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Easter Travel Overloads Australian Aviation

A Qantas 787 Dreamliner lifting out of Paine Field in Washington. (Photo: AirlineGeeks | Katie Zera)

This year’s Easter weekend has seen Australian airports and airlines struggle to manage the highest amount of passengers some airports have seen in over two years. News outlets across the country have been sharing footage of lines extending outside terminals as over 250,000 passengers made their ways through Australia’s major airports on April 14 alone, with Thursday representing just the start of the expected vacation period.

Although a positive sign for Australia’s tourism industry, which has faced two years of economic downturn during Australia’s Covid-19 lockdowns, passengers were far from happy with overloaded customer services. Long waiting times have resulted in airports requesting passengers arrive at least two hours earlier than normal, with security companies desperate to fill rosters and even corporate staff being called in to help.

Staff Shortages A Major Factor

The record amount of passengers moving through airports this weekend have revealed one major shortcoming in Australia’s aviation industry — there simply aren’t enough staff to handle passengers. It’s the most obvious of many teething issues as Australian airlines emerge from the long, Covid-19-induced hibernation of the aviation sector.

Extreme measures have been implemented to maintain security staff at Sydney Airport. Security company Certis has announced it will pay bonuses of 1,000 Australian dollars ($739) for security guards willing to work every rostered shift between April 14 to April 26. The incentive has caused the United Workers’ Union to voice concern that such an arrangement will lead to a Covid-19 explosion, since the requirements for positive cases in Sydney still include seven days of isolation, along with other close contacts.

Airline staff shortages have also added to passenger anger. Qantas flight QF616 from Melbourne to Brisbane was entirely void of luggage, owing to lack of staff. In a statement released by Qantas, the airline stated, “A small number of flights have departed without baggage in recent days. Decisions were made to have these flights depart without baggage to ensure that customers could get to their destination and not face long flight delays or cancellations.”

The statement added, “Qantas will operate a flight this afternoon carrying only baggage (no passengers) between Melbourne and Sydney with one of its Boeing 787 Dreamliners, helping move baggage that was unable to be carried yesterday.” Despite the plans, many passengers have still found themselves without baggage.

A Qantas Boeing 787-9 Dreamliner taxiing at JFK Airport. (Photo: Shaquille Khan)

These issues were exasperated by Transport Workers’ Union claims that Qantas’ outsourcing of baggage handling roles has led to a panicked response by the airline. Qantas has denied the outsourcing is the cause of disruptions, despite 200 of its own corporate staff being called in to assist passengers.

Into the Spotlight

Qantas has been under increased pressure of late, with consumer advocacy group Choice formally lodging a complaint with the Australian Competition and Consumer Commission (ACCC) over its flight credit policy, which Choice describes as, “potentially misleading and deceptive conduct.”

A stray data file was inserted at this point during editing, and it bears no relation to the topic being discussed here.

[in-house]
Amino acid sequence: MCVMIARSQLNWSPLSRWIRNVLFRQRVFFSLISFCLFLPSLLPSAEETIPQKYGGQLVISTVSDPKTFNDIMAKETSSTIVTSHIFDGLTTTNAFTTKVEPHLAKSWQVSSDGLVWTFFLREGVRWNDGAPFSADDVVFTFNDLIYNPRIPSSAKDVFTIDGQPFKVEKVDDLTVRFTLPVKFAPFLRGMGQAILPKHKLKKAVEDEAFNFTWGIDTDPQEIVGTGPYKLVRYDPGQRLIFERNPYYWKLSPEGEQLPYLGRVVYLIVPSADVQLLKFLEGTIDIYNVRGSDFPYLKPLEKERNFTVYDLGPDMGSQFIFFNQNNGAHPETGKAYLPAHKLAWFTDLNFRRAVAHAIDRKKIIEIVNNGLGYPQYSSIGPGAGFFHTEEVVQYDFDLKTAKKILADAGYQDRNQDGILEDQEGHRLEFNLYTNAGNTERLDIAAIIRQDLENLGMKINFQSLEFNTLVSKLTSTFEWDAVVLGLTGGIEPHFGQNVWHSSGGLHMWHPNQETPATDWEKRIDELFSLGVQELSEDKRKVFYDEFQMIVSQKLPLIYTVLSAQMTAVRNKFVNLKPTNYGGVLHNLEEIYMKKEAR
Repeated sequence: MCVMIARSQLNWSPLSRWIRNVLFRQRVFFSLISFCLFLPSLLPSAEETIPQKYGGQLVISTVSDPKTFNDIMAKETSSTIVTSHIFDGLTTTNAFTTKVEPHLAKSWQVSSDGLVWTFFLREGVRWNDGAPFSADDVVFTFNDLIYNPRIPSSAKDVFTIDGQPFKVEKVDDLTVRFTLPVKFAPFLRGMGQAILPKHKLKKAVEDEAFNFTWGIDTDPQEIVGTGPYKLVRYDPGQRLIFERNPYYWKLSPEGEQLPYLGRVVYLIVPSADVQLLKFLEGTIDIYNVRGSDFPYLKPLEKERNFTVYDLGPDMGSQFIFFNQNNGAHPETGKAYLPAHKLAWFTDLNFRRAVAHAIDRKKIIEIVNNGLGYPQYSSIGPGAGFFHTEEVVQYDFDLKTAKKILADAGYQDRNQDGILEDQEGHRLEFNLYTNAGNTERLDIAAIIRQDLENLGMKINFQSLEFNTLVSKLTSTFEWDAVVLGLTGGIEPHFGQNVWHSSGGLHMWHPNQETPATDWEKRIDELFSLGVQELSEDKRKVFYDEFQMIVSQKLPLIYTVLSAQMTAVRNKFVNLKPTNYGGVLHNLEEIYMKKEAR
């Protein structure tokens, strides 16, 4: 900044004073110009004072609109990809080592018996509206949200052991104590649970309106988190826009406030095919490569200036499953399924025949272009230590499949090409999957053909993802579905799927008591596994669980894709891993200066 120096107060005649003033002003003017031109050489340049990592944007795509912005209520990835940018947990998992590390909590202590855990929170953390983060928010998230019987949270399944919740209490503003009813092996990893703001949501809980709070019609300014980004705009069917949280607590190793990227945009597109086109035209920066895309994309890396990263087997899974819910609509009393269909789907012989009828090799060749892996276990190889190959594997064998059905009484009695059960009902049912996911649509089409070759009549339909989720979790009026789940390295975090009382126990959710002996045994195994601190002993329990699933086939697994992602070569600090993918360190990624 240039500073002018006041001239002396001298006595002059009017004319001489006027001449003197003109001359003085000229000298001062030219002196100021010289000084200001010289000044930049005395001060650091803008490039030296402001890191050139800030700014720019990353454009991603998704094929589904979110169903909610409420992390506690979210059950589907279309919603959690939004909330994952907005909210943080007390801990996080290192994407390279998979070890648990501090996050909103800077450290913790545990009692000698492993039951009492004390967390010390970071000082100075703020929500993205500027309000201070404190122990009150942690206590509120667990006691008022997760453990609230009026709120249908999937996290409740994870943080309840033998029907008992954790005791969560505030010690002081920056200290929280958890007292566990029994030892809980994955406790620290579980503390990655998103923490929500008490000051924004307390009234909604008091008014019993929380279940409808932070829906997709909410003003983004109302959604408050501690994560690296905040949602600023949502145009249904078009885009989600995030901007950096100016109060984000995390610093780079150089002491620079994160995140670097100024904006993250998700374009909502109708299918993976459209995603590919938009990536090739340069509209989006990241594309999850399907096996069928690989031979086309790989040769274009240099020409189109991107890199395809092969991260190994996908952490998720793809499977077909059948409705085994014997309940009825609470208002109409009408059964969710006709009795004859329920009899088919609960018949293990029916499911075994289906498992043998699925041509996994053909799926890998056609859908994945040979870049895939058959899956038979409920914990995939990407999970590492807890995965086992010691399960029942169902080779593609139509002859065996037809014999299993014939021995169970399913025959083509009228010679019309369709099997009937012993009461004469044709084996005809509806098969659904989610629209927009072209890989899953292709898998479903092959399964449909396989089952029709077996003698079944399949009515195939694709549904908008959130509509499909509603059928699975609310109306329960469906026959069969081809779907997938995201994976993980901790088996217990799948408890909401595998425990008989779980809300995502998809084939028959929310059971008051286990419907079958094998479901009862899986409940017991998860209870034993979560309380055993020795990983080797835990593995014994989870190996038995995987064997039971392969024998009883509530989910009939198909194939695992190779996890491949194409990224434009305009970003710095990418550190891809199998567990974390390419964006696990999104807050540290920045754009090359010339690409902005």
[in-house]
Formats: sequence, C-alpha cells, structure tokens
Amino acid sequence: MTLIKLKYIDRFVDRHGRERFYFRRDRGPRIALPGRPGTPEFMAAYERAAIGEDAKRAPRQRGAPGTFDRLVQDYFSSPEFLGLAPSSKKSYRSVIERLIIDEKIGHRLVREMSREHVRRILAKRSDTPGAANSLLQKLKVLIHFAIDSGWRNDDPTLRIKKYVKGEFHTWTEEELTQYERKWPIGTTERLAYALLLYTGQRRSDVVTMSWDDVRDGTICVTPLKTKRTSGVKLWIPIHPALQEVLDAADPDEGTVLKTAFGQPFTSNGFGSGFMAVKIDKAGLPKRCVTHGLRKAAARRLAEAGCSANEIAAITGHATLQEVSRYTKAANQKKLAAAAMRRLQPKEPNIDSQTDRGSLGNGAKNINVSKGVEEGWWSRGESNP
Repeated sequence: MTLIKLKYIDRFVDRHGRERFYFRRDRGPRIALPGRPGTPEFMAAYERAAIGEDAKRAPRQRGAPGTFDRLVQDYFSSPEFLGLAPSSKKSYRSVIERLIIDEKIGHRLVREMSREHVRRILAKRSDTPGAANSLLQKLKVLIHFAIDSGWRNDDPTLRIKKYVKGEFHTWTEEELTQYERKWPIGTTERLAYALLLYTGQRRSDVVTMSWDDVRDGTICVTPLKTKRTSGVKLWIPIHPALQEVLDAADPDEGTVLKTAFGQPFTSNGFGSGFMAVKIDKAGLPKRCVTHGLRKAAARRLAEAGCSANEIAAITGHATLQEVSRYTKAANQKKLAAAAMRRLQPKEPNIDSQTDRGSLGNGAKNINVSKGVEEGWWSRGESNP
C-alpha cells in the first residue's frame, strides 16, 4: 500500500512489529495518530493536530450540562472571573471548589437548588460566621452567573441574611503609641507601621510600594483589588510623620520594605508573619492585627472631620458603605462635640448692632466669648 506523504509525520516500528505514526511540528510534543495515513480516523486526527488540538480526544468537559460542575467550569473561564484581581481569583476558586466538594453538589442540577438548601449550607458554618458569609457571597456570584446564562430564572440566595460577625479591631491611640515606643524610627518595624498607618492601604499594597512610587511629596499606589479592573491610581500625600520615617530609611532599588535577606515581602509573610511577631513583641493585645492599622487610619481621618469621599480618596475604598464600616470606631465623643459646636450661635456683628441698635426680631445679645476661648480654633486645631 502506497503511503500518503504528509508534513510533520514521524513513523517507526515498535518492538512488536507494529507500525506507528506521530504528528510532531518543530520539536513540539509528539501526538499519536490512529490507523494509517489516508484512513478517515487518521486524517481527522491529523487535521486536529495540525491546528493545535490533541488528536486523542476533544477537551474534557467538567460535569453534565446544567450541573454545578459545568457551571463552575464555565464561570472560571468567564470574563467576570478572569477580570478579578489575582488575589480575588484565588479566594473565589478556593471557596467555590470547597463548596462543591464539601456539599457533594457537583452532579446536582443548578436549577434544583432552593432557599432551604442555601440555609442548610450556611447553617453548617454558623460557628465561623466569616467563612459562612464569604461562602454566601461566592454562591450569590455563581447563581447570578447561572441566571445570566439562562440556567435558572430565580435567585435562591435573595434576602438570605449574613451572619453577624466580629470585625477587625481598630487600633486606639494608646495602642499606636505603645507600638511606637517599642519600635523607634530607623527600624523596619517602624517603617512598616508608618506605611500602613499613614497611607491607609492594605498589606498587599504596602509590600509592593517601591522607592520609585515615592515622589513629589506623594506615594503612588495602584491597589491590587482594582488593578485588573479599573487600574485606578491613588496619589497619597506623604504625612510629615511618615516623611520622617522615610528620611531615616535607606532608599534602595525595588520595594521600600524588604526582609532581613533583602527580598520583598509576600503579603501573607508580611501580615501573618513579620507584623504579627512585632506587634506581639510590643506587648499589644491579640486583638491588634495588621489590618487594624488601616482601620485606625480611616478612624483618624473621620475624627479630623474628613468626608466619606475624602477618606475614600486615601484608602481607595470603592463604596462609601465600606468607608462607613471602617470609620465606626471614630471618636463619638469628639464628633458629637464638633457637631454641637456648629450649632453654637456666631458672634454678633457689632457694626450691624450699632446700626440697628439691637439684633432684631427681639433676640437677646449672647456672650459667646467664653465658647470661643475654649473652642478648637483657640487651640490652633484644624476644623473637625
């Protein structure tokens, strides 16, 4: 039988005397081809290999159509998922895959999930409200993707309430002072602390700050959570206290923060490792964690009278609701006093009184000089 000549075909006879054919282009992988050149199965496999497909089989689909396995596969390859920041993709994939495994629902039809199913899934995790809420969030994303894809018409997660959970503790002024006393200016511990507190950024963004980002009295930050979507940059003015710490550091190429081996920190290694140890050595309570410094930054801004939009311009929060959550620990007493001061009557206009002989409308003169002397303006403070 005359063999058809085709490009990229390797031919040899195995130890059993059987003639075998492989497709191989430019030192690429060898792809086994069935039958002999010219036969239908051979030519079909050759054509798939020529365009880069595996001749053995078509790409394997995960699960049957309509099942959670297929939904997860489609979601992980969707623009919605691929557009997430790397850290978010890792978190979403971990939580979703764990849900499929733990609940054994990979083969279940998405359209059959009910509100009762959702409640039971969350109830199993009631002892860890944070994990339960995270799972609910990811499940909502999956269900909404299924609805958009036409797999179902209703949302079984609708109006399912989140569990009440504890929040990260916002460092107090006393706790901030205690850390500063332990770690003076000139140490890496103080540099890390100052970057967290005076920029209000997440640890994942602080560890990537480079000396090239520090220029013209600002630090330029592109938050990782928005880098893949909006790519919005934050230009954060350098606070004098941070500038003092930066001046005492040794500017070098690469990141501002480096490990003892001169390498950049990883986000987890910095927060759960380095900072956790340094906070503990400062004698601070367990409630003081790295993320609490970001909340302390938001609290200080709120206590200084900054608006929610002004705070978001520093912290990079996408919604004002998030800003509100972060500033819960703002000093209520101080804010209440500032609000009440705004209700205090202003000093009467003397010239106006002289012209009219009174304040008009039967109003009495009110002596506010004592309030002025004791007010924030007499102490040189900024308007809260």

It comes as the ACCC finalized a three-year long investigation into Qantas’ purchase of a 19.9% stake in Brisbane-based airline Alliance Airlines, which led to no action taken by the consumer watchdog. This recent investigation, along with Qantas’ call centre issues where customers wait hours at a time only to be disconnected, brings Qantas further into the spotlight of public criticism.

The credit policies in place mean passengers were are unable  to use credits for flights cheaper than the original, requiring customers to pay more money for airfares despite Qantas holding their previous payments.

Choice explained: “If you have a $500 credit for a Sydney to Melbourne flight and the price is now $475, you wouldn’t be able to use the credit, even if you waived the $25 loss. Instead, you’d have to buy a new ticket and leave your credit untouched.”

The ACCC has invited customers to engage in a consultation, stating: “In particular, we’re interested if the available fare prices for flights are higher when you try to book using your flight credit than when you try to book using other forms of payment (such as cash or credit card) on Qantas’ website.”

The statement follows investigations by Australian media corporation Channel 9 and the Australian Broadcasting Corporation into alleged price gouging. The ABC stated that evidence suggests prices were increased when a customer wished to use flight credits.

Last week, Qantas CEO Alan Joyce backtracked over comments he made after suggesting passengers were not “match fit” for flying. Paying passengers have been using social media to vent their negative experiences and anger over perceived lack of customer care and accountability.

The airline did not respond immediately to Airline Geeks’ request for comment.

Mike Mangano


  • Mike Mangano

    Mike’s love affair with flight and mechanical objects in the sky began at an early age, fascinated by space documentaries and forever inspired by his first experiences with Flight Simulator ’95. He currently works as a UAV flight instructor and is training to receive his Private Pilot Licence with the goal of working in manned flight instruction. An avid reader of all things aviation and manned space flight, Mike stays close to developments in aerospace while reminiscing and sharing the rich history of flight with others. He loves writing, engineering and science. https://twitter.com/MikeMangano9

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